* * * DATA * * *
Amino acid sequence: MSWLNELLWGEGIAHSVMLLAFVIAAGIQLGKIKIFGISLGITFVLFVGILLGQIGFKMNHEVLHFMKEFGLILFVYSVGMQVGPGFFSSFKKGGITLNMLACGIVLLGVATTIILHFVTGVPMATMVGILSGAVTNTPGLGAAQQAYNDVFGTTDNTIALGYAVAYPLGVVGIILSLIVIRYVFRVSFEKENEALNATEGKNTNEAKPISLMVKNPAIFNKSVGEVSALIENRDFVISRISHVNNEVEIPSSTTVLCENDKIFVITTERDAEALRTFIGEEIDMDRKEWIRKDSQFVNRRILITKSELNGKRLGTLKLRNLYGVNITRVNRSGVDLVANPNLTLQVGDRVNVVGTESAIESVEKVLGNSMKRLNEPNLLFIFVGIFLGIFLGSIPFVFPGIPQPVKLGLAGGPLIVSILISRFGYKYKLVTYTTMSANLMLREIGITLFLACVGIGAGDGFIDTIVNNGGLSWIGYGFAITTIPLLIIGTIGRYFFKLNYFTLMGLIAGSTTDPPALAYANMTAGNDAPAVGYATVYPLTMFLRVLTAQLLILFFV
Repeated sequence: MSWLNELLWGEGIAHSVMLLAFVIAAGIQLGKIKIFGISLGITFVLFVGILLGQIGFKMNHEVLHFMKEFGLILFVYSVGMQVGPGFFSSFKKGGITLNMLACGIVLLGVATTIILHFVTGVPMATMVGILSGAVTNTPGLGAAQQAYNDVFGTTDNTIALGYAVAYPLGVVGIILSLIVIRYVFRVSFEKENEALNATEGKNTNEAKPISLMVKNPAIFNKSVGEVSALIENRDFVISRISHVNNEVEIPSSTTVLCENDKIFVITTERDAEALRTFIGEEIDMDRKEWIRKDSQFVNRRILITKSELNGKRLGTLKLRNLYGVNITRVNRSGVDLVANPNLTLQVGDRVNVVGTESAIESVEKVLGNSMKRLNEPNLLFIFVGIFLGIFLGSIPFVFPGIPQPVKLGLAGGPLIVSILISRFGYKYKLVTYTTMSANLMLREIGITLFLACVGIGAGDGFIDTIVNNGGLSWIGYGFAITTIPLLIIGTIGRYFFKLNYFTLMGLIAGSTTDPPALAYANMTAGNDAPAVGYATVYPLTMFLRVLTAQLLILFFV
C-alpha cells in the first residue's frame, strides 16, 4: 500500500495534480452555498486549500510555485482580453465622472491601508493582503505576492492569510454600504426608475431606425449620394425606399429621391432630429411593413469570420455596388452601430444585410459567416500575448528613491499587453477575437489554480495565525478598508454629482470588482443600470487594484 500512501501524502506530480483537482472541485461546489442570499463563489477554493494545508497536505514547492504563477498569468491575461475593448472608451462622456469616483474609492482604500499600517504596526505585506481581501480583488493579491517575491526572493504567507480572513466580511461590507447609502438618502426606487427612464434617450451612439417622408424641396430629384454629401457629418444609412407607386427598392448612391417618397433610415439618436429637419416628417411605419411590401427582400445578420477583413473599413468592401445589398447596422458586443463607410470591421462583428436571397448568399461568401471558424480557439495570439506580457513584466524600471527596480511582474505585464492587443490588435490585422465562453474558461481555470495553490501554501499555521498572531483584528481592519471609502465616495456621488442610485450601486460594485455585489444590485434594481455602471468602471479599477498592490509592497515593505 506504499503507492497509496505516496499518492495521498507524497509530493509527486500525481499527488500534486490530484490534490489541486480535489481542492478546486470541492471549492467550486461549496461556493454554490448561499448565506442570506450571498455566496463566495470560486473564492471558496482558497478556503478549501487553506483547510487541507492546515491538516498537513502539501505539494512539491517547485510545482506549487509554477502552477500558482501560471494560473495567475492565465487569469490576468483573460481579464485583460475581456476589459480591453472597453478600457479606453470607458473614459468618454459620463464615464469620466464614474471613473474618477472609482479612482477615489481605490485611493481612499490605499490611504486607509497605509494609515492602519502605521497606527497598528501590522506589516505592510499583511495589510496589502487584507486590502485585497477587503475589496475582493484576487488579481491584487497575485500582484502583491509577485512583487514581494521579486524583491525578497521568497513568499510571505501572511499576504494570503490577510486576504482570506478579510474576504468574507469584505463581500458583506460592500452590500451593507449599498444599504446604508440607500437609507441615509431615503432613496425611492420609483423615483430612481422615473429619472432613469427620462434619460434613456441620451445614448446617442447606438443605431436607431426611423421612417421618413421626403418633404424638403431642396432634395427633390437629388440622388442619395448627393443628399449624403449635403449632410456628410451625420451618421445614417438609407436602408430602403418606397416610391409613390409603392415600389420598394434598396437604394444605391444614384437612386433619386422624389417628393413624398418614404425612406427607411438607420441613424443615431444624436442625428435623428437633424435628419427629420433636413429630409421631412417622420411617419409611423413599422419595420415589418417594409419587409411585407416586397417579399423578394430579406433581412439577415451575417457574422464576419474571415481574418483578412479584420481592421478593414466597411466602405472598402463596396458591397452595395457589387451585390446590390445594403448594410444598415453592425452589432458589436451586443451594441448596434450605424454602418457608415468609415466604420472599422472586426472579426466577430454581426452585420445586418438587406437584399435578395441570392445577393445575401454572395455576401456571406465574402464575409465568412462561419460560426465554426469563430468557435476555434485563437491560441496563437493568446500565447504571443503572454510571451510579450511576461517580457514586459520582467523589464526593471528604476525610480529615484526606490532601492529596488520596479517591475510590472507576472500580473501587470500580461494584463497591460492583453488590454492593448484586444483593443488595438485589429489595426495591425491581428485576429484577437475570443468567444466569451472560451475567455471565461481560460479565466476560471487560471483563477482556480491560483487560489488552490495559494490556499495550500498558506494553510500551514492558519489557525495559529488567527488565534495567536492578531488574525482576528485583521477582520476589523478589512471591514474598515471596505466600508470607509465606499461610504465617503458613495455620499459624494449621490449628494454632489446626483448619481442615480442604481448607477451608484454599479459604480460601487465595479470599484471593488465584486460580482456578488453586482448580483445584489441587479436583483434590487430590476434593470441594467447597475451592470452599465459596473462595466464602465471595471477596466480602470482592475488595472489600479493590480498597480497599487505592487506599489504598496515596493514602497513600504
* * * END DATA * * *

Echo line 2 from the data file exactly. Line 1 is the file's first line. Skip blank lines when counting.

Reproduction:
Repeated sequence: MSWLNELLWGEGIAHSVMLLAFVIAAGIQLGKIKIFGISLGITFVLFVGILLGQIGFKMNHEVLHFMKEFGLILFVYSVGMQVGPGFFSSFKKGGITLNMLACGIVLLGVATTIILHFVTGVPMATMVGILSGAVTNTPGLGAAQQAYNDVFGTTDNTIALGYAVAYPLGVVGIILSLIVIRYVFRVSFEKENEALNATEGKNTNEAKPISLMVKNPAIFNKSVGEVSALIENRDFVISRISHVNNEVEIPSSTTVLCENDKIFVITTERDAEALRTFIGEEIDMDRKEWIRKDSQFVNRRILITKSELNGKRLGTLKLRNLYGVNITRVNRSGVDLVANPNLTLQVGDRVNVVGTESAIESVEKVLGNSMKRLNEPNLLFIFVGIFLGIFLGSIPFVFPGIPQPVKLGLAGGPLIVSILISRFGYKYKLVTYTTMSANLMLREIGITLFLACVGIGAGDGFIDTIVNNGGLSWIGYGFAITTIPLLIIGTIGRYFFKLNYFTLMGLIAGSTTDPPALAYANMTAGNDAPAVGYATVYPLTMFLRVLTAQLLILFFV